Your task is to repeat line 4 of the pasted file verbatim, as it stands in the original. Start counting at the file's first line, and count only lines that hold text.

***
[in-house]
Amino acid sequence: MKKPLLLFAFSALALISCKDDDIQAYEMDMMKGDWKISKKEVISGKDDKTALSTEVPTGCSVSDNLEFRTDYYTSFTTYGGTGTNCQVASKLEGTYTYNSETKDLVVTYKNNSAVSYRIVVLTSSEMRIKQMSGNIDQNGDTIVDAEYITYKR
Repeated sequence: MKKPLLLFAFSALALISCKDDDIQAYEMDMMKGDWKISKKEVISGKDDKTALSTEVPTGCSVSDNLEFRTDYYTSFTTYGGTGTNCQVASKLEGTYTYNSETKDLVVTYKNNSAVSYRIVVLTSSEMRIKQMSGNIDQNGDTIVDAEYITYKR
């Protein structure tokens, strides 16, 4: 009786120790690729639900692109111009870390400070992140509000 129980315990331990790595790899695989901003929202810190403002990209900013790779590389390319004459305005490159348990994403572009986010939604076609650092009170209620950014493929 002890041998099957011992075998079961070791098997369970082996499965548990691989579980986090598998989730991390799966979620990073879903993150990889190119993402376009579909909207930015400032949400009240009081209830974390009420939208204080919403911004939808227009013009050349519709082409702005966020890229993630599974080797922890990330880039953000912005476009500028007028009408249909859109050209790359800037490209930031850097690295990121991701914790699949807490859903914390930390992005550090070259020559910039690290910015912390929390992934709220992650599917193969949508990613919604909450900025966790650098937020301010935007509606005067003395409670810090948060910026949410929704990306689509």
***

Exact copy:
């Protein structure tokens, strides 16, 4: 009786120790690729639900692109111009870390400070992140509000 129980315990331990790595790899695989901003929202810190403002990209900013790779590389390319004459305005490159348990994403572009986010939604076609650092009170209620950014493929 002890041998099957011992075998079961070791098997369970082996499965548990691989579980986090598998989730991390799966979620990073879903993150990889190119993402376009579909909207930015400032949400009240009081209830974390009420939208204080919403911004939808227009013009050349519709082409702005966020890229993630599974080797922890990330880039953000912005476009500028007028009408249909859109050209790359800037490209930031850097690295990121991701914790699949807490859903914390930390992005550090070259020559910039690290910015912390929390992934709220992650599917193969949508990613919604909450900025966790650098937020301010935007509606005067003395409670810090948060910026949410929704990306689509």